I am blown away by how cheap it is to make Kombucha vs what they sell it for in the store. I make 5 gallon batches, and average a few dollars per batch. The only ingredients are the Scoby (free after your first batch), black tea (40 bags per 5 gallon batch, I get them for $1.99 for 100) 5 cups of granulated white sugar ($2.00, half of a 5 lb bag) and then whatever fruit juice you want to use. I use whatever I can get on sale that week, usually 8-16oz for around $1-$2. So for a max of $6 I can make 5 gallons of kombucha, with the store regularly charging $2.69 for 16 oz. Just for scale, I could make 40 16oz botlles with a 5 gallon batch, or what they would charge $108 for at the store, per batch! This is to date my most profitable hobby, just based on how fast myself and others around me go through kombucha.
I let this batch go for too long, and it is very acidic. Luckily, I have my extra strength ginger ale ale in another corny keg that really cuts the acidity. The sweetness from the juice helps too, particularly the beet/strawberry as neither of those is very acidic, but the black currant does less.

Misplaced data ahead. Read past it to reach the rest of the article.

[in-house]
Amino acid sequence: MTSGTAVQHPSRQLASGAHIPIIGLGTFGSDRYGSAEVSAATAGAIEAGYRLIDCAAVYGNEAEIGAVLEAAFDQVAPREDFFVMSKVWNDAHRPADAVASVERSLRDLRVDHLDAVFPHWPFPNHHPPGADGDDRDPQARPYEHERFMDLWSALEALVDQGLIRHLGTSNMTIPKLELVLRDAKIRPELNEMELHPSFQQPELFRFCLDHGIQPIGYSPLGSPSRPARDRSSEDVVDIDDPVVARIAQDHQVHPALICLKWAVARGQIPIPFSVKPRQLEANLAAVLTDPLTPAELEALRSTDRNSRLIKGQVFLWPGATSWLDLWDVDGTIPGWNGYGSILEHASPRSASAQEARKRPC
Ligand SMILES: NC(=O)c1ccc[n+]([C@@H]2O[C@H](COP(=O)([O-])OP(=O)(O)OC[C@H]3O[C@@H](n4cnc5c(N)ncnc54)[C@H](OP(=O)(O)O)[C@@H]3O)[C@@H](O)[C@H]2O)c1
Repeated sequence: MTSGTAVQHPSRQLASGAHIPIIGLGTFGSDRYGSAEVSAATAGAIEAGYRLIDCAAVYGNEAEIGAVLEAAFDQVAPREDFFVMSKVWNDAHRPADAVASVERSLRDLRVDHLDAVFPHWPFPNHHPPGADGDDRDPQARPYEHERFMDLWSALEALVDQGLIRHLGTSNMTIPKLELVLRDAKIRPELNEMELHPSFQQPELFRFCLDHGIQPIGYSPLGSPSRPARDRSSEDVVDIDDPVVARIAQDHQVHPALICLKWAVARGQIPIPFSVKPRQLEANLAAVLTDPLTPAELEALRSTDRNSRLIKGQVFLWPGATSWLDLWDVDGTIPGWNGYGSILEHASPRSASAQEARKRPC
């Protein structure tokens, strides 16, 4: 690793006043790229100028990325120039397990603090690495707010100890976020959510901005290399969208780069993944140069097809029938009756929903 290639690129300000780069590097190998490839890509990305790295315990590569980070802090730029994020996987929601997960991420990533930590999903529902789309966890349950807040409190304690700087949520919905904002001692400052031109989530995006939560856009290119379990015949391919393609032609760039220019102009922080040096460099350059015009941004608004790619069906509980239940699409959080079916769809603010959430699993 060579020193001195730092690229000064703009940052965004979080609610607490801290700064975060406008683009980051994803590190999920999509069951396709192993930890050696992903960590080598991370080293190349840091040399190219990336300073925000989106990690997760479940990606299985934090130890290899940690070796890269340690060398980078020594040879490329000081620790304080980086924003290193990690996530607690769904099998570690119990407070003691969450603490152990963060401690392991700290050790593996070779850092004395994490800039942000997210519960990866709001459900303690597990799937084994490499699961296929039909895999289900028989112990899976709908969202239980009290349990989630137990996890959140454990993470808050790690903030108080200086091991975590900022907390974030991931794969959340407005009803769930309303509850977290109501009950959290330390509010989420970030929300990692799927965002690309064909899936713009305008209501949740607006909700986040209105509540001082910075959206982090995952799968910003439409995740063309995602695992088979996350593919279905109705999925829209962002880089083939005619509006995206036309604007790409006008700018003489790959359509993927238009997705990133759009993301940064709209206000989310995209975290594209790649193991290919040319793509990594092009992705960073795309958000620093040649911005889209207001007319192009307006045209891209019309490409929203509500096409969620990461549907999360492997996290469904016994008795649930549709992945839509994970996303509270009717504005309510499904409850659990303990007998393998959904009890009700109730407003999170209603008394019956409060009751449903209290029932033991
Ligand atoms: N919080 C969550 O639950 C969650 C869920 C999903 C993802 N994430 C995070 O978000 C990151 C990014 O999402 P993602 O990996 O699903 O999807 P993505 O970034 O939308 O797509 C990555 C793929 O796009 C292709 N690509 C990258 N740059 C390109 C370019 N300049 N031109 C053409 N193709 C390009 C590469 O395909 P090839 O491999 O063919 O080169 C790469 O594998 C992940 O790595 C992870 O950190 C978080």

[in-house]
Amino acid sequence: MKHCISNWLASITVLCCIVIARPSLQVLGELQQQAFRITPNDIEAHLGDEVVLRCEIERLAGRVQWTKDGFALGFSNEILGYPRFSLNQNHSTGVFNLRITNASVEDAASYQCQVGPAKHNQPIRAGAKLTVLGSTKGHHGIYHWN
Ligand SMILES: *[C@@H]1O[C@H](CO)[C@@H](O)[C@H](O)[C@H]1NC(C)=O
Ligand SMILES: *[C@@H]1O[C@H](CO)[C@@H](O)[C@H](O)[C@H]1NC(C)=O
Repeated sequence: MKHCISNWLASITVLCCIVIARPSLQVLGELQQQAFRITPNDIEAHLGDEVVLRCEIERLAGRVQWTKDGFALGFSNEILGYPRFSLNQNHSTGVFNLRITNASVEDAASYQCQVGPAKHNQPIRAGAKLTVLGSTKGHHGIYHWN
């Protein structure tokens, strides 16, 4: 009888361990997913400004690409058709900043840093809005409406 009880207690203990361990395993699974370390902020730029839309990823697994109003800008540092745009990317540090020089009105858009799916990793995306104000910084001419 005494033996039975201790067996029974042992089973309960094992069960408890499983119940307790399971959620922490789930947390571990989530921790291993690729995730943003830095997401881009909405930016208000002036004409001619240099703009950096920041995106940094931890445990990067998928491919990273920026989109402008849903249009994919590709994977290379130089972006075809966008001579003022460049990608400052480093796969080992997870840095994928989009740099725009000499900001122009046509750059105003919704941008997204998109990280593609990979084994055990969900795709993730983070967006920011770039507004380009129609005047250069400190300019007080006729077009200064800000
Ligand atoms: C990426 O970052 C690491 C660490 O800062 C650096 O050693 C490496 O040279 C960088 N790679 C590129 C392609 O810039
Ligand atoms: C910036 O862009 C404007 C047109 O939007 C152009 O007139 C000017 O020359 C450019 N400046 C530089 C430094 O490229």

The carbonation is a little weak. I have noticed that kombucha takes significantly more work to carbonate than beer, so that is a learning process. I have 2 kegs side by side that I kegged the same day. One is the kombucha, the other a new england IPA that I described here: https://steemit.com/food/@how2s101/brewed-a-new-england-ipa-with-maple-sap-instead-of-water-great-results-am-definitely-willing-to-share-the-recipe-if-there-is-any The beer carbonated great in a week, while the kombucha is rather lackluster, both in the same conditions. I will probably up the serving pressure for the kombucha, as the last batch I did was at a crazy 25psi, and worked great.
If you have any questions about the kombucha making process, or want any pictures of my setup, just leave a comment and I'll get right back to you!